5. My kid has been expelled. Does that mean he or she can’t go to school anymore?

Absolutely not. Expelled kids still have a right to an education like everyone else. They are restricted in what school they can attend, but that doesn’t mean they’re not going to school at all. Also, bear in mind that, no matter what the reason for the expulsion, no student may be expelled for a period longer than one calendar year.

6. My son or daughter has special needs. Will the school provide special services?

The school must provide special education services, according to federal law. Students with special needs – whether it is something like attention deficit disorder, a learning disability, an emotional disability, a physical disability or any one of a number of different issues that affects kids – must receive special instruction. If your son or daughter has some type of a diagnosed disability or you suspect they may have a disability, there are protections in place. Most of these protections are found in three laws: the Individuals with Disabilities Education Act (IDEA), Section 504 of the Rehabilitation Act of 1973 and the Americans with Disabilities Act. All three of those laws – especially the first two – are highly protective of students with special needs. Schools don’t have a choice as to whether they’re going to follow them; they have to follow them.

7. My son or daughter has an IEP. What does that mean?

If your son or daughter has a substantially serious disability that warrants protection from IDEA, then he or she will be placed on an “IEP” – and Individualized Education Program. Students on an IEP receive greater services from the school. The school must work with parents to develop a plan that identifies the student’s needs, creates a framework for addressing those needs and a set of procedures that will ensure that the student’s needs are met.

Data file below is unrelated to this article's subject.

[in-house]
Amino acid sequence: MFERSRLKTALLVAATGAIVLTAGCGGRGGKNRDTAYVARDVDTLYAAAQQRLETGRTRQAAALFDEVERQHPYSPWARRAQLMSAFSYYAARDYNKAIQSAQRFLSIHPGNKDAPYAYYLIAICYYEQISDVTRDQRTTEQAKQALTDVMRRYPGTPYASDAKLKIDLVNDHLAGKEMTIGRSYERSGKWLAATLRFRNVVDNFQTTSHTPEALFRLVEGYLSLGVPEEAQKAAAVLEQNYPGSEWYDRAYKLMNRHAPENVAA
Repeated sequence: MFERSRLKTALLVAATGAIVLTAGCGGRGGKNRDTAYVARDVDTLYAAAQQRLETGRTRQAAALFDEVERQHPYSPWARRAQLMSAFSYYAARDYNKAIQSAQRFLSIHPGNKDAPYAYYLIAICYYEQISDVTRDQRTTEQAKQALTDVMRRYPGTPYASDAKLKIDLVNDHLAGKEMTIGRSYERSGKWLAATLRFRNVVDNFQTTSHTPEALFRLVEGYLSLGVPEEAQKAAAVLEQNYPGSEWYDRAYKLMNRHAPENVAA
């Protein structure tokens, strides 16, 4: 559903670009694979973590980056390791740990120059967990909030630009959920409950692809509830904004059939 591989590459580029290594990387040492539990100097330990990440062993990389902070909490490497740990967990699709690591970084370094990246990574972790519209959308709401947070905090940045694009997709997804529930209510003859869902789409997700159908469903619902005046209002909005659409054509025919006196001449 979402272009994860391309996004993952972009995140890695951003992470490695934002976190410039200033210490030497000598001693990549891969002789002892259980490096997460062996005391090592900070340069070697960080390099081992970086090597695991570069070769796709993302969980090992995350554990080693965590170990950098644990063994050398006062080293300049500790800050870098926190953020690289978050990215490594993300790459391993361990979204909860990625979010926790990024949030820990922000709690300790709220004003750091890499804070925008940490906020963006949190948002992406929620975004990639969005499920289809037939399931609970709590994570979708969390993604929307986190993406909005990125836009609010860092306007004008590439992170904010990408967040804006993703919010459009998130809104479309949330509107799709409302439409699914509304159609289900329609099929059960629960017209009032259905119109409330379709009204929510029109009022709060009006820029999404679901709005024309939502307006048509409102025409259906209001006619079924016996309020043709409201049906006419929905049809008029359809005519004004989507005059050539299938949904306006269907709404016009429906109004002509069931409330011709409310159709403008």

8. My kid is on an IEP, but the school isn’t listening to what I want and what I think is best? Is there anything I can do?

Absolutely. IDEA is highly protective of students and their parents. It stresses that the IEP process should be collaborative – and collaborative does not mean that school officials decide what is best for your child without your input. If the school is ignoring you, then you have numerous options, ranging from something as mild as an internal appeal with the school district to something as substantial as a complaint to the Colorado Department of Education (“CDE”). Such a complaint is a highly complex mechanism that must be timely and carefully drafted. However, if used properly, it can be very effective.